Bright web in the darkness / Alexander Saxton.

By: Material type: TextTextPublication details: New York, NY : St. Martin's Press, c1958.Description: 308 pages : 22 cmISBN:
  • 0520209311
  • 978-0520209312
LOC classification:
  • PZ 3. S27356┬áBr 1958
Online resources: Summary: "Alexander Saxton knows San Francisco's shipyards; the tenement-dwellers, white and negro, who work the swing shift; and the seaman's loneliness - all with special intimacy. But 'Bright Web in the Darkness' is more than a brilliant evocation of a troubled scene. It is a novel of wide power and accomplishment. In charge of the large shipbuilding unions during World War II were bigoted labor leaders. This story builds to its shattering climax in their effort to bar negro workers. Through the eyes of Joyce Allen, a talented negro girl who becomes a wartime welder, we witness a bitter fight against injustice. Tom O'Regan, who saves his wife at a carefully rigged but violent labor election, embodies the book's theme: that a man must take a stand against social corruption or risk being corrupted himself. In Walter Stone, a labor lawyer, Saxton tells of the career of a successful idealist who destroys his personal life through indifference, then unappeasable guilt. The gentleness in Joyce's love story and the unity she comes to recognize (and to create) among many people are the bright web in the darkness. This is a big novel about big issues - not for the courts but for the humanity of ordinary men and women to resolve." -- from the book jacket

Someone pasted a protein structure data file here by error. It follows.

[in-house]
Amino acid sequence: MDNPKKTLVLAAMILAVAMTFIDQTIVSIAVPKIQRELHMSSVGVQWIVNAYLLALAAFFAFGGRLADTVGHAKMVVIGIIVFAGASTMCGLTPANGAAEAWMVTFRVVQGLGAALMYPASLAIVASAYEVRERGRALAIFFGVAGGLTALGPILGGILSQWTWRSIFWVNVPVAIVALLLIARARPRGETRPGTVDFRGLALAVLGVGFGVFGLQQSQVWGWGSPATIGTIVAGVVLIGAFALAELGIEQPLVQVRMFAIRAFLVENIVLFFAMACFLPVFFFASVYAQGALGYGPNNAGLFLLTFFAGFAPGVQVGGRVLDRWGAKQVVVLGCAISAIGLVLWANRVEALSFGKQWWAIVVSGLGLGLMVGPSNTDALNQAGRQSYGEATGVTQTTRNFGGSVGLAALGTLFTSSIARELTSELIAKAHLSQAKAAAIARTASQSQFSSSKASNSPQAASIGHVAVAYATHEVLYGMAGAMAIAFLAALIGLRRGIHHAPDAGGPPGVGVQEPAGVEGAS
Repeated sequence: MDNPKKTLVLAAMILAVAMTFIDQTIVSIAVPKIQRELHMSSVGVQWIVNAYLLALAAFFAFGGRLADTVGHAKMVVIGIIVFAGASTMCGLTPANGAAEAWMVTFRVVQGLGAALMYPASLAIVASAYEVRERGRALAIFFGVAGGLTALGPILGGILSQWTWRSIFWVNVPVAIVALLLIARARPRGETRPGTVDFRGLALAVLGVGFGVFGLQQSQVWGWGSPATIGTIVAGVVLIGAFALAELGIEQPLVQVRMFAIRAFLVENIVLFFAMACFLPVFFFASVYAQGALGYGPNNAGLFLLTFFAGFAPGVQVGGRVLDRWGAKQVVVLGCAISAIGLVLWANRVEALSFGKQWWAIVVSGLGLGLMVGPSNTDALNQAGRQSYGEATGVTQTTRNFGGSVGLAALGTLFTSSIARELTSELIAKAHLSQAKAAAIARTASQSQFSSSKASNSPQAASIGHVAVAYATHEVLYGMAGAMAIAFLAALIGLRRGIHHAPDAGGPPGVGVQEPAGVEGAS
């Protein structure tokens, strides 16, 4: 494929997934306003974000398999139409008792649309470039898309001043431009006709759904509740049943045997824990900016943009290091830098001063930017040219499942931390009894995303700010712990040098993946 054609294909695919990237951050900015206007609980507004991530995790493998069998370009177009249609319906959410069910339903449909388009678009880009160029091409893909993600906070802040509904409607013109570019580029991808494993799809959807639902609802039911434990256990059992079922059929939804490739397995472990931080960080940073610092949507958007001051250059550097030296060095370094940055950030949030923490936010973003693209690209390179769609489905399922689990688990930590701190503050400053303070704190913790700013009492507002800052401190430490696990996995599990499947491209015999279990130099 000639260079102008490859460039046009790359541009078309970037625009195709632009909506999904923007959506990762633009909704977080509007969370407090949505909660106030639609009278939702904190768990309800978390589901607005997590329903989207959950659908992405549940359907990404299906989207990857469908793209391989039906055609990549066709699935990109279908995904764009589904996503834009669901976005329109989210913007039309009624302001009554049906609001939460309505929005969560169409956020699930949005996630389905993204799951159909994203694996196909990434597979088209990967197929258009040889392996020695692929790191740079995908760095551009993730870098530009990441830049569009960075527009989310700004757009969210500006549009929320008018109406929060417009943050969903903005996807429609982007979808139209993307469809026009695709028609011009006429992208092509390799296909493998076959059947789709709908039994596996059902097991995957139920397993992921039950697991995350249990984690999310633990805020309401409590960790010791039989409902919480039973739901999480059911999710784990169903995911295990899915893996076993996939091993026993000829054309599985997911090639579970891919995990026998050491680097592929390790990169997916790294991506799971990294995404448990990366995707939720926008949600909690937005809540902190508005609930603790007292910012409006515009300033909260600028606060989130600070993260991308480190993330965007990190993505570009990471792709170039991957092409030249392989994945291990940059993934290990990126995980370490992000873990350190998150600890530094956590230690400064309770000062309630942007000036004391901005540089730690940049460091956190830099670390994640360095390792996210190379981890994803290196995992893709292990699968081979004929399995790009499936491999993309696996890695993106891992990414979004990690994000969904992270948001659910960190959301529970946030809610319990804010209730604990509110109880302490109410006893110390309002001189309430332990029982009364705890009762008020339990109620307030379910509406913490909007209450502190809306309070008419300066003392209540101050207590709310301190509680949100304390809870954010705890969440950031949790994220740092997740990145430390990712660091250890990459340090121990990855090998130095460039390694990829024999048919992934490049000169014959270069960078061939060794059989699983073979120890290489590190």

List(s) this item appears in: Harold's cataloged books
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Item type Current library Call number Status Date due Barcode
BOOKS BOOKS Niebyl-Proctor Marxist Library General Stacks PZ 3. S27356 Br 1958 (Browse shelf(Opens below)) Not For Loan NPML21050068

There is no table contents in this resource but there are thirty chapters in the book.

This resource contains words that may contain language that may be offensive in regards to race.

"Alexander Saxton knows San Francisco's shipyards; the tenement-dwellers, white and negro, who work the swing shift; and the seaman's loneliness - all with special intimacy. But 'Bright Web in the Darkness' is more than a brilliant evocation of a troubled scene. It is a novel of wide power and accomplishment. In charge of the large shipbuilding unions during World War II were bigoted labor leaders. This story builds to its shattering climax in their effort to bar negro workers. Through the eyes of Joyce Allen, a talented negro girl who becomes a wartime welder, we witness a bitter fight against injustice. Tom O'Regan, who saves his wife at a carefully rigged but violent labor election, embodies the book's theme: that a man must take a stand against social corruption or risk being corrupted himself. In Walter Stone, a labor lawyer, Saxton tells of the career of a successful idealist who destroys his personal life through indifference, then unappeasable guilt. The gentleness in Joyce's love story and the unity she comes to recognize (and to create) among many people are the bright web in the darkness. This is a big novel about big issues - not for the courts but for the humanity of ordinary men and women to resolve." -- from the book jacket

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